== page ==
I was most struck by the sense of change taking place in the book. Here's a sample that captures the mood, that could have been written about characters in the French Revolution,
Guis's family was the newer sort of aristocracy, Gelbion Kressind buying the manse from a bankrupt baronet some thirty years back.... His argument, often and vehemently aired, was that there was nothing special about the old money families. They had come from nothing, so why should they sneer at those newer to high rank who had come from nothing in their turn?
In reality these new aristocrats were coming from industry and capitalism. The titular vessel is a project driven by one of the world's wealthiest individuals, but its a ship whose voyages will still take place within the magical realm dominated by the old order.

I was disappointed that the iron ship made little enough appearance in the novel, only being launched near the end. So I will have to wait for the follow up books, though hopefully they'll be edited with a touch more severity. But McKinley has created an interesting world, with well rounded characters (with some strong female roles as well as the obligatory male wizards and soldiers).

Sunday, April 10, 2016

Robert Paarlberg - Food Politics: What Everyone Needs to Know

This is not an anti-capitalist critique of the world's food system. In fact, in places it celebrates the successes of the system, and argues that solutions lie very much in reforming and improving existing practices. Nonetheless, for those trying to understand the problems of world agriculture, and its failings, it offers much useful information and data.

Much of Paarlberg's criticisms of the food system have been written about elsewhere. He points out the problems inherent with using too much fertilisers, too much pesticides, too many anti-biotics, as well as the limitations of a critique of capitalist agriculture that simply argues for a return to small scale farming. He notes as well the domination in certain aspects of world agriculture of a few massive corporations (four companies control 80 percent of US beef, for instance. Though he argues this does not have the impact that some suggest, for instance, quoting a US Department of Agriculture 1989 survey that there was "no significant effect on supermarket prices from increasing industry concentrations". Continuing that "Instead of controlling consumers, modern supermarkets compete with each other to attract customers by offering an ever growing array of affordable food purchase options". At best I suggest this is a naive vision of the role of supermarkets, which in the interests of maximising profit have helped distort food production and distribution, as well as consumer choice because of their large capital that can force farmers to comply.

Paarlbery believes that there must be a role for science and technology in feeding the world. He doesn't believe the problem lies with population. This means he rejects what he sees as simple solutions (such as organic only farming) pointing out that this can mean higher emissions of greenhouse gases and larger land use. But to be fair, he also understands the benefits of organic agriculture.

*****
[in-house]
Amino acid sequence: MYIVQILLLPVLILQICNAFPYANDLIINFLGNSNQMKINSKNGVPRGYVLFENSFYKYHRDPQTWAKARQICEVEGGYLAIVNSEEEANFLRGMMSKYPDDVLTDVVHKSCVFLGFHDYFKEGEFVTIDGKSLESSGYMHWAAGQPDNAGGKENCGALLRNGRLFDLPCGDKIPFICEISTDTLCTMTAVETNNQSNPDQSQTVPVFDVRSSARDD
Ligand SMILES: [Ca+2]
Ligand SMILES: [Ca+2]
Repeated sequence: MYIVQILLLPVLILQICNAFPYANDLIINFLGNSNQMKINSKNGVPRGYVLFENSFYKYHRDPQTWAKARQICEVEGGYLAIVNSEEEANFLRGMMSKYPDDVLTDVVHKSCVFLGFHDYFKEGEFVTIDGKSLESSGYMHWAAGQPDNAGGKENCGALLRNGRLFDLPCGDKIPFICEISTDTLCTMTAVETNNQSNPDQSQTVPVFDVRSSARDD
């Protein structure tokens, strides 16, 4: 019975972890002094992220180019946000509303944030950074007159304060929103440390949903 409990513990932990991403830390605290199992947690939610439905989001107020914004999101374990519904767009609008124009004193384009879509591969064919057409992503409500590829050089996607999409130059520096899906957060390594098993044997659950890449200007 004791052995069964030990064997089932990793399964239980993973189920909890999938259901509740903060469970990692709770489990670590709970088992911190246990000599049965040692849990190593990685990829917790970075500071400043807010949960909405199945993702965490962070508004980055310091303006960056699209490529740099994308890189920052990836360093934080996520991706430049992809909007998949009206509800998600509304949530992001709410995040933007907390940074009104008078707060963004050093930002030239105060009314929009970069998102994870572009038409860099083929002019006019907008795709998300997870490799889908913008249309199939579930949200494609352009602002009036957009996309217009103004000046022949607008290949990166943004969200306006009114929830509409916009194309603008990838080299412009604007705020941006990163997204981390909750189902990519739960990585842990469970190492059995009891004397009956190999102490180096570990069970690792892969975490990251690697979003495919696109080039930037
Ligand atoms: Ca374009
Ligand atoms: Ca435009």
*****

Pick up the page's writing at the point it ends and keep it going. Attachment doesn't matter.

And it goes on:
The problem I think is that Paarlberg's analysis doesn't begin from questioning the role of power in society and international relations. For instance, he notes that there are "food circumstances" between Haiti and the Dominican Republic, two countries occuopying the same island. The problem he suggests is governance. In "poorly goverened Haiti 45 percent of all citizens are undernourished, versus just 15 percent in the better-governed Dominican Republic". No one would suggest that governments do not matter, but to ignore the way taht Haiti has been a victim of colonialism and imperialism for the last 150 years, is to misunderstand the way that capitalism ultimately shapes the food choices that people (and governments have).

Paarlberg suggests that "eating habits worldwide will continue to converge towards common sets of practises, including an increased reliance on foods purchased at supermarkets; increased consumption of packaged and process foods...a wider range of affordable eating choices, both healthy and unhealthy... but choices available will continue to expand for nearly all. Individual diets will continue to move away from, being ones geographic or economic destiny, toward being instead a result of conscious choice."

I'd suggest that this is not a positive vision. As even Paarlberg notes this "will destroy the natural environment". But it also will not challenge the very real problems with the food system, diet and health. Because the author doesn't attempt to challenge the way that agriculture reflects the priorities of the economic system and the most powerful economies within that, he fails to grasp the limitations of a system that creates hunger and obesity in vast amounts.

Strangely much of the information in the book does imply a critique of the current system. Paarlberg is not a vicious right-winger only interested in the profits of agri-business. His book is very much an attempt to understand what is happening in the world food system and to improve things. He sees both the threat from mass hunger and mass-malnutrition as being two parts of the same coin, but in my opinion he fails to explain what is the root problem. For readers trying to understand the system this then is a book which has much information to help form your own opinion, but for ultimately it is an apology for the status quo and its conclusions are thus limited.

Related Reviews

McMahon - Feeding Frenzy
Patel - Stuffed and Starved
Bello - Food Wars

Lymbery - Farmageddon